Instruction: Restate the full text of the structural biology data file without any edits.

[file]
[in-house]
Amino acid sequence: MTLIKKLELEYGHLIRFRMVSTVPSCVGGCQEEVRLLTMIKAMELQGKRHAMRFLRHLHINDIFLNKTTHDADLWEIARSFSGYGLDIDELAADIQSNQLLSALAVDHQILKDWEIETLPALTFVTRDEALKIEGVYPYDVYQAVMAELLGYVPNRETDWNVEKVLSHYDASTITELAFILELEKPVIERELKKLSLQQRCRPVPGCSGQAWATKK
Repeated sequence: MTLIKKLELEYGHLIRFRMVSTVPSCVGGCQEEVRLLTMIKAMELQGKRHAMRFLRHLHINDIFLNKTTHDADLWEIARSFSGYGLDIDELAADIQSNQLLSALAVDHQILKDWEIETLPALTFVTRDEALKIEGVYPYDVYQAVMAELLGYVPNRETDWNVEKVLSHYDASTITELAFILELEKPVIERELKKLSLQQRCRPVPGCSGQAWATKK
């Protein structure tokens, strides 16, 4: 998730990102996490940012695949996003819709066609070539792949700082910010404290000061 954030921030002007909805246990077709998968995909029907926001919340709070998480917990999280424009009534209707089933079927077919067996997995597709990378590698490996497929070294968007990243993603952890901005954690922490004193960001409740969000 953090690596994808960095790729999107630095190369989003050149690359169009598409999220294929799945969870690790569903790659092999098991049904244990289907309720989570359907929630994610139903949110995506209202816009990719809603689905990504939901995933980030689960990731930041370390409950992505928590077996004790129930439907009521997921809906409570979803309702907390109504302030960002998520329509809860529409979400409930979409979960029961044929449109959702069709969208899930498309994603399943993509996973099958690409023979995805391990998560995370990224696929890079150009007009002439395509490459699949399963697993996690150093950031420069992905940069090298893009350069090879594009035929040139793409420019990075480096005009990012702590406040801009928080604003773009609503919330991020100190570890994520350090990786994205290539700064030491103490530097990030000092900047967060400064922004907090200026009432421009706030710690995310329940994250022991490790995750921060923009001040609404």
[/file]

[in-house]
Amino acid sequence: MTLIKKLELEYGHLIRFRMVSTVPSCVGGCQEEVRLLTMIKAMELQGKRHAMRFLRHLHINDIFLNKTTHDADLWEIARSFSGYGLDIDELAADIQSNQLLSALAVDHQILKDWEIETLPALTFVTRDEALKIEGVYPYDVYQAVMAELLGYVPNRETDWNVEKVLSHYDASTITELAFILELEKPVIERELKKLSLQQRCRPVPGCSGQAWATKK
Repeated sequence: MTLIKKLELEYGHLIRFRMVSTVPSCVGGCQEEVRLLTMIKAMELQGKRHAMRFLRHLHINDIFLNKTTHDADLWEIARSFSGYGLDIDELAADIQSNQLLSALAVDHQILKDWEIETLPALTFVTRDEALKIEGVYPYDVYQAVMAELLGYVPNRETDWNVEKVLSHYDASTITELAFILELEKPVIERELKKLSLQQRCRPVPGCSGQAWATKK
């Protein structure tokens, strides 16, 4: 998730990102996490940012695949996003819709066609070539792949700082910010404290000061 954030921030002007909805246990077709998968995909029907926001919340709070998480917990999280424009009534209707089933079927077919067996997995597709990378590698490996497929070294968007990243993603952890901005954690922490004193960001409740969000 953090690596994808960095790729999107630095190369989003050149690359169009598409999220294929799945969870690790569903790659092999098991049904244990289907309720989570359907929630994610139903949110995506209202816009990719809603689905990504939901995933980030689960990731930041370390409950992505928590077996004790129930439907009521997921809906409570979803309702907390109504302030960002998520329509809860529409979400409930979409979960029961044929449109959702069709969208899930498309994603399943993509996973099958690409023979995805391990998560995370990224696929890079150009007009002439395509490459699949399963697993996690150093950031420069992905940069090298893009350069090879594009035929040139793409420019990075480096005009990012702590406040801009928080604003773009609503919330991020100190570890994520350090990786994205290539700064030491103490530097990030000092900047967060400064922004907090200026009432421009706030710690995310329940994250022991490790995750921060923009001040609404």